C1937 Shell Oil cabinet with ‘robot’ oil man

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In a world before television, mobile phones and the internet many companies relied upon advertising posters and displays to attract customers. These were often positioned in railways, bus stops, on the London Underground, or other places people stood, including petrol stations. This oil cabinet with its bold and iconic robot design made Shell Oil a popular choice for 1930s motorists.

About the designer – Ted kauffner

In the 1930s, graphic designers and their work became famous for its bold imagery, and though the artists were initially unknown. Designers such as Norman Wilkinson, Frank Newbould, Abram Games, Tom Purvis and Edward McKnight Kauffer are now revered and their original posters and designs are highly collectible.

Born in Montana, USA in 1890 Ted Kauffer went to study at the California School of Design aged 20. His work so impressed Professor Joseph McKnight of Utah, that he sponsored Kauffer to study in Paris – and in gratitude Kauffer added McKnight to his name.

As WW1 started, he left France to come to the London where he worked as a traditional painter as well as providing artwork for books. In 1930 he featured a Robotic image – possibly inspired by the small wooden mannequin artists use to aid life drawing. He came to prominence working for London Underground, where he produced 140 posters. His output for Shell was somewhat smaller – but he introduced the robotic figure seen here in 1934. The image was seen on many Shell products and in their magazine and poster adverts. As well as the large conical oil display cabinet – for use next to petrol pumps on a forecourt - we have 5 other items showing the ‘Robot’ logo. If you have any similar items please let us know.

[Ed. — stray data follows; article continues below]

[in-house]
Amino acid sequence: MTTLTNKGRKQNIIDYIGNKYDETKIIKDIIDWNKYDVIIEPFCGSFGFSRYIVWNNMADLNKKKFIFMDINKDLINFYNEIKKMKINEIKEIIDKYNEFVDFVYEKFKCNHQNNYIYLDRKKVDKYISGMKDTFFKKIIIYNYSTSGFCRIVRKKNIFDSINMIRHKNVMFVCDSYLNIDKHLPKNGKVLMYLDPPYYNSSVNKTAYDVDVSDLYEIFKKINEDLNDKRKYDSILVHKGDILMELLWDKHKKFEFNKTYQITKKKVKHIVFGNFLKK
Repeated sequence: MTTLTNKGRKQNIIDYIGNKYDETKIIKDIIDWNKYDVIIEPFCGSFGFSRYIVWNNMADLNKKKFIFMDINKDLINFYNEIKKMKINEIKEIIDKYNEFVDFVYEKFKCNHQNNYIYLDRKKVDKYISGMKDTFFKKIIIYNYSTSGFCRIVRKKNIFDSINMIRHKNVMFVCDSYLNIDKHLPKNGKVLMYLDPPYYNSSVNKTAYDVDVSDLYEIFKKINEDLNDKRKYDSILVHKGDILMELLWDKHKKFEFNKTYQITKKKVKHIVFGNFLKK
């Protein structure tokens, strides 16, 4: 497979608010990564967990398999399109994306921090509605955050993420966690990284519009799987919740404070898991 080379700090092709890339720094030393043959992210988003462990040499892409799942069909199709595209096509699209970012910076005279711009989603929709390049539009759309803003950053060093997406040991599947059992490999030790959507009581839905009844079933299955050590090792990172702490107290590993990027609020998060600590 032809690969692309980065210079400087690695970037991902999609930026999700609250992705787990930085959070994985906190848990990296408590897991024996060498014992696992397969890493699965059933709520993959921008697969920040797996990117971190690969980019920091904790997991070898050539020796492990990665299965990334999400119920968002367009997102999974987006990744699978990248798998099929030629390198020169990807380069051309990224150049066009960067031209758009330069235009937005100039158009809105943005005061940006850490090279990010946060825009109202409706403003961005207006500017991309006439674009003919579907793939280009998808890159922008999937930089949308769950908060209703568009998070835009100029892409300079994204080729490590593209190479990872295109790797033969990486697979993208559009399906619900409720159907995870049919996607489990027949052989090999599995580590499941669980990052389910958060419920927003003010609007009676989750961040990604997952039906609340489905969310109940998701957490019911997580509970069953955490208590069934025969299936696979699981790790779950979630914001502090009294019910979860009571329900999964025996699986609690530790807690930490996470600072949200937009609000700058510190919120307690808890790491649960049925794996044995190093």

Paintwork by Frank Brown of Ambleside, Signwriting by CM signs, Milnthorpe.

Key Facts
Year of Manufacture1937 (restored)
DesignerEdward McKnight Kauffner
MaterialPainted enamel on steel
Location in MuseumGround floor near the garage

Interesting Fact

Steel shortages in WW2 meant many items such as this oil cabinet were donated towards the war effort. As such this is rare item, with fewer than ten thought to survive. Unfortunately it came to the Museum heavily painted in tar, and though we removed the tar, the paintwork was badly damaged and imagery almost entirely invisible. Thanks to the assistance of the Grampian Transport Museum (www.gtm.org.uk) who have an example in its original livery we have fully restored this example, copying the signage as accurately as possible.


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